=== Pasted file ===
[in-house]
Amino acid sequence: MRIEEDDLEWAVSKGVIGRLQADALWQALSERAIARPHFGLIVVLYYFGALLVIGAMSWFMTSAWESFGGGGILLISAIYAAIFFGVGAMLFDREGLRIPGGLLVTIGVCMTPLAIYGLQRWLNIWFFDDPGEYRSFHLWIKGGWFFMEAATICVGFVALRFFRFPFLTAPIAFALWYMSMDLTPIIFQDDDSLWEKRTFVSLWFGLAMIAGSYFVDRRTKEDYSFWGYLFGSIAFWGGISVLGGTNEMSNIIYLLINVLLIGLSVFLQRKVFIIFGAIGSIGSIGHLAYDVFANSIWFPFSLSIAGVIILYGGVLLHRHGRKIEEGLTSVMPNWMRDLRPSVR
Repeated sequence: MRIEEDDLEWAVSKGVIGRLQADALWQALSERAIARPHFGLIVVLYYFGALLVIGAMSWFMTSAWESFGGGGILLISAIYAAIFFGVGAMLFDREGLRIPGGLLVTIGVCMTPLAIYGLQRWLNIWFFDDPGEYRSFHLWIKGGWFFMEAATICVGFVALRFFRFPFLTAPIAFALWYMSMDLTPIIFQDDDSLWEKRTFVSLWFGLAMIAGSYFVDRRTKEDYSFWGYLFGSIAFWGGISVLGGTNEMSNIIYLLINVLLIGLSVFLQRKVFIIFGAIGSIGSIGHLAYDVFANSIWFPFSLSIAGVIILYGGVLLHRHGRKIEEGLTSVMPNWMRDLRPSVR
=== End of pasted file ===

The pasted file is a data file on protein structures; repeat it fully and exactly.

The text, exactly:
[in-house]
Amino acid sequence: MRIEEDDLEWAVSKGVIGRLQADALWQALSERAIARPHFGLIVVLYYFGALLVIGAMSWFMTSAWESFGGGGILLISAIYAAIFFGVGAMLFDREGLRIPGGLLVTIGVCMTPLAIYGLQRWLNIWFFDDPGEYRSFHLWIKGGWFFMEAATICVGFVALRFFRFPFLTAPIAFALWYMSMDLTPIIFQDDDSLWEKRTFVSLWFGLAMIAGSYFVDRRTKEDYSFWGYLFGSIAFWGGISVLGGTNEMSNIIYLLINVLLIGLSVFLQRKVFIIFGAIGSIGSIGHLAYDVFANSIWFPFSLSIAGVIILYGGVLLHRHGRKIEEGLTSVMPNWMRDLRPSVR
Repeated sequence: MRIEEDDLEWAVSKGVIGRLQADALWQALSERAIARPHFGLIVVLYYFGALLVIGAMSWFMTSAWESFGGGGILLISAIYAAIFFGVGAMLFDREGLRIPGGLLVTIGVCMTPLAIYGLQRWLNIWFFDDPGEYRSFHLWIKGGWFFMEAATICVGFVALRFFRFPFLTAPIAFALWYMSMDLTPIIFQDDDSLWEKRTFVSLWFGLAMIAGSYFVDRRTKEDYSFWGYLFGSIAFWGGISVLGGTNEMSNIIYLLINVLLIGLSVFLQRKVFIIFGAIGSIGSIGHLAYDVFANSIWFPFSLSIAGVIILYGGVLLHRHGRKIEEGLTSVMPNWMRDLRPSVR